Monday , 22 January 2018
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Departures and Arrivals: God’s Heart of Love

Departures and Arrivals: God’s Heart of Love

Separating from a loved one is a painful process, even if it is in God’s will. As my wife and I drove our youngest to her destination to say goodbye for a year, I felt my heart aching. “I don’t want her to go,” I thought to myself as the car got within minutes of departure time. Trying not to be a “Debbie Downer,” I kept that thought to myself and put on a brave face. But oh, how I was hurting inside.

Sometimes saying goodbye feels like a ripping of the heart, and it is not pleasant. You are letting go of the comfortable tether of physical presence, and for a parent it is not without struggle to cut that cord. Why? Because your children are yours—they “belong” to you. Although we “raise them up to send them out,” it still hurts like the dickens to say goodbye.

I have often thought about the differences between the departure terminal and the arrival terminal at the airport. Many times you see pain versus joy, tears of sadness versus tears of elation. In light of this, what was going on in the heart of God the Father when his “one and only Son,” Jesus Christ, came to this earth?

Maybe one of the best ways to see the love and emotion in God the Father’s heart is to look at some significant “departures” and “arrivals” of Jesus.

“At just the right time, God sent his Son, born of a woman, born under the law” (Galatians 4:4). How exciting it must have been in heaven! The angels reflected that excitement when they announced the birth of Jesus to the shepherds. At first, just one angel appeared, saying, “…I bring you good news that will bring great joy to all people, for today in the city of David there has been born for you a Savior, who is Christ the Lord” (Luke 2:10,11). Try imagining that from our Heavenly Father’s point of view: his love for his Son, coupled with the emotion of his Son’s departure from heaven and arrival on earth.

After the angel’s announcement, the next word in the account of Christ’s arrival is “suddenly.” Can you sense that even the angels couldn’t contain themselves? “Suddenly, a great company of heavenly host appeared with the angel, praising God and saying, ‘Glory to God in the highest and on earth peace, goodwill toward men’” (Luke 2:13,14).

Thirty years later, at the beginning of Jesus’ public ministry (another “arrival”), we find Jesus emerging from the Jordan River after humbly requesting that John baptize him. The Father’s heart is so full, it seems he cannot contain it:

Just as Jesus was coming out of the water, he saw heaven being torn open and the Spirit
descending on him like a dove. And a voice came from heaven: “This is my beloved Son, whom I
love; with him I am well-pleased” (Mark 1:10; Matthew 3:17).

Parents, I’m sure you can identify with the fullness of heart behind the Father’s proclamation. The love that God had for his dear Son is like the love that a parent feels, a love that a parent understands. It just seems that God the Father was so proud of his Son. He asked his Son to come to this earth, “put on flesh,” and live for thirty-three years before dying a criminal’s death in our place to bring us to himself.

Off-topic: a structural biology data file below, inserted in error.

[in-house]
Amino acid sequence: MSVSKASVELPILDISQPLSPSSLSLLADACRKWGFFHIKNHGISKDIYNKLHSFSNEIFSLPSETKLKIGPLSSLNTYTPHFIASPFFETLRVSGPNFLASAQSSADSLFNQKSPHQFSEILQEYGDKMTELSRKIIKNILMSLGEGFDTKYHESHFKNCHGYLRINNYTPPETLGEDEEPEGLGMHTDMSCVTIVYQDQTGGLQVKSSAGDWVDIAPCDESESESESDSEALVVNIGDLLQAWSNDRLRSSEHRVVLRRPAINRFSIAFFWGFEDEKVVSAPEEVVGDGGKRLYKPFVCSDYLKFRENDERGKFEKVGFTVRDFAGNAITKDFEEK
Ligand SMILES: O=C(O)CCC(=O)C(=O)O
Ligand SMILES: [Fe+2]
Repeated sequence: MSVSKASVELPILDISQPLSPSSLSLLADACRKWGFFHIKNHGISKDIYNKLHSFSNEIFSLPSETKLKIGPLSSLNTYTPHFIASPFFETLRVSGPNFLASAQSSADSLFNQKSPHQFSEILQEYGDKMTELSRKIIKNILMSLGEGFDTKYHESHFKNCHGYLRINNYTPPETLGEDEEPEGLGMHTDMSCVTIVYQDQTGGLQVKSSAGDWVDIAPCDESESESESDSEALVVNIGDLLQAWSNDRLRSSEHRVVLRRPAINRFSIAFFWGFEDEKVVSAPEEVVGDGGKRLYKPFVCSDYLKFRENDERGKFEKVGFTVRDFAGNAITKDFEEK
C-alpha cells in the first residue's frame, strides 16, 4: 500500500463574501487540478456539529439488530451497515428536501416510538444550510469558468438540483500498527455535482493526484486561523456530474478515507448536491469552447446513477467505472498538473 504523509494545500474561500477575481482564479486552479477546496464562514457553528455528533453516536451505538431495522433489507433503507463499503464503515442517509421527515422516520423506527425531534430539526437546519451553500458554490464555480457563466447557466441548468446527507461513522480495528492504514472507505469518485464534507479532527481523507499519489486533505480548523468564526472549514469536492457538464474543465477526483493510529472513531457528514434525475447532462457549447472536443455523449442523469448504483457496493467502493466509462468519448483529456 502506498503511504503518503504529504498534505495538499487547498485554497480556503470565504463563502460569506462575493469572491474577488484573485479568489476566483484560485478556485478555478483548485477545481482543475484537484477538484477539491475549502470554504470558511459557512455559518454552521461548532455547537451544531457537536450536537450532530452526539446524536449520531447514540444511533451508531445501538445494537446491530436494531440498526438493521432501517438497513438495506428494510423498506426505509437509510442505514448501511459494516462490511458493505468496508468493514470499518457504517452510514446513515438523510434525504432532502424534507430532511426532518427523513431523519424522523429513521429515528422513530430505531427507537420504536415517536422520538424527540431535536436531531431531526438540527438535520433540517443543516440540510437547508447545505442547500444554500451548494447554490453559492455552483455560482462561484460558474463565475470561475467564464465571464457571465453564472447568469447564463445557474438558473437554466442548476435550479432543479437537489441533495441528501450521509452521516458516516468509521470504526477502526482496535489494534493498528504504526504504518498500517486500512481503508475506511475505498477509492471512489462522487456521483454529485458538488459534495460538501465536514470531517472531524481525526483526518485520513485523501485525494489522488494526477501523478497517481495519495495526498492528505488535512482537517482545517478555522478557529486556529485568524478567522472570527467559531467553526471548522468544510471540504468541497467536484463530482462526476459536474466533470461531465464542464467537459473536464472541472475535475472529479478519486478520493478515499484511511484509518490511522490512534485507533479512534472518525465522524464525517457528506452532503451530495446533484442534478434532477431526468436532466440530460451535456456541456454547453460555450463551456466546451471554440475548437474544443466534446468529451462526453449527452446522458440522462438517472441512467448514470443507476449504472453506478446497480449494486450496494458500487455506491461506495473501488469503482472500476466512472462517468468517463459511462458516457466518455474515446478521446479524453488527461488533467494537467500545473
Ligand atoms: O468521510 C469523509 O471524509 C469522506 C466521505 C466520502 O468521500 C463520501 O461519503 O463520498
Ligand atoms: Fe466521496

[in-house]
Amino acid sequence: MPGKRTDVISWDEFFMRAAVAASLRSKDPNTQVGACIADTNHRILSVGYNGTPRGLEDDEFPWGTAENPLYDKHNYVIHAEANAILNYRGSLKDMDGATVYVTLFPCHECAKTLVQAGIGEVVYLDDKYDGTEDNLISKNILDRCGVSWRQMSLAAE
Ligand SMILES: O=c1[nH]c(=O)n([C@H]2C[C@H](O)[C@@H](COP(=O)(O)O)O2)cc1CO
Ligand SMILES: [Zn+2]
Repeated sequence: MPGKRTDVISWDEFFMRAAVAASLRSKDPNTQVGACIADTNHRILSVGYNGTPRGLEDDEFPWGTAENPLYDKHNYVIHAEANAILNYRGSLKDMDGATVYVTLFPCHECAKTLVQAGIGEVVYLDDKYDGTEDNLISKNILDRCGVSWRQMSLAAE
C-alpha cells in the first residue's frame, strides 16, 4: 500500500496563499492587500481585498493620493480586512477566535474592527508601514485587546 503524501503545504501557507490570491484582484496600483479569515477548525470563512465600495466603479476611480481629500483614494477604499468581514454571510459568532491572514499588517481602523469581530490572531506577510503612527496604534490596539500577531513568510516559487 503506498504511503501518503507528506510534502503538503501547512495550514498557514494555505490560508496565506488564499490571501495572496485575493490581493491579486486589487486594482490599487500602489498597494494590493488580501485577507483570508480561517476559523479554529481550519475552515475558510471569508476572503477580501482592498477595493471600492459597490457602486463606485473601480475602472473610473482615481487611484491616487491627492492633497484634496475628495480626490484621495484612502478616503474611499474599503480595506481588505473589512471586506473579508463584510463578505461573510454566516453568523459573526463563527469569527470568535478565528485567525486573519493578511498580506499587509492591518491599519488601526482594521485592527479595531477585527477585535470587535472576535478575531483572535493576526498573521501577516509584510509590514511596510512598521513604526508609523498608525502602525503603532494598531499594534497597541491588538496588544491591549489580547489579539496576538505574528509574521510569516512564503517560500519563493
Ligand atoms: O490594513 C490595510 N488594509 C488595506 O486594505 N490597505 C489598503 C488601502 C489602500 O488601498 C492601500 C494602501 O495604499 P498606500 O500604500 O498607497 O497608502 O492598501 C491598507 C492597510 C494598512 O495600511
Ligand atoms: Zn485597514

And Jesus gladly did it. Despite the suffering, rejection, and unimaginable death at the end of his earthly life, Jesus faced it all with his hope and trust fixed firmly in His Father.

But it was not without its pain. Jesus’ final “departure” was the most difficult one any human being has ever experienced. It was so difficult that he told his friends in the Garden of Gethsemane the night before, “My soul is sorrowful to the point of death.” He knew that on the cross, the righteous wrath of God would be poured out on him as the just penalty for my sins and yours. No wonder he asked the Father, as he suffered on the cross, “My God my God, why have you forsaken me?”

What possibly was going on in the Father’s heart as his Son asked him that question? It must have broken the Father’s heart. It did break Jesus’ heart, as he took his last breath just a short time later.

So, for the first time ever– in all of eternity– God the Father and God the Son were separated. Talk about a departure: the most sobering and heart-wrenching separation the world has ever seen.

You can imagine the joy three days later, when Jesus arose on Easter morning! When God’s penalty for sin was fully paid by his Son, and the Father raised Jesus from the dead, thereby conquering sin and death for all who believe. What an emotional and exciting arrival that must have been for the Father and the Son!

Oh, how the Father loved his Son, and how he loves those who have called on the name of his Son for salvation: “See what great love the Father has lavished on us, that we should be called children of God” (I John 3:1a).

It is because of the Father’s tremendous heart of love for mankind that he gladly gave over his own dear Son (what a departure!) to win each of us back into a right relationship with Himself (what an arrival!).

When we have to part with one of our children, we catch a glimpse of God’s heart. Through the “arrivals and departures” of Jesus, note our Heavenly Father’s love and emotion for you and for me, his own dear children. No wonder the Scriptures say, “He will take great delight in you… he will rejoice over you with singing” (Zephaniah 3:17b). God’s love was one of action and sacrificial love. It cost Him everything, and He felt it!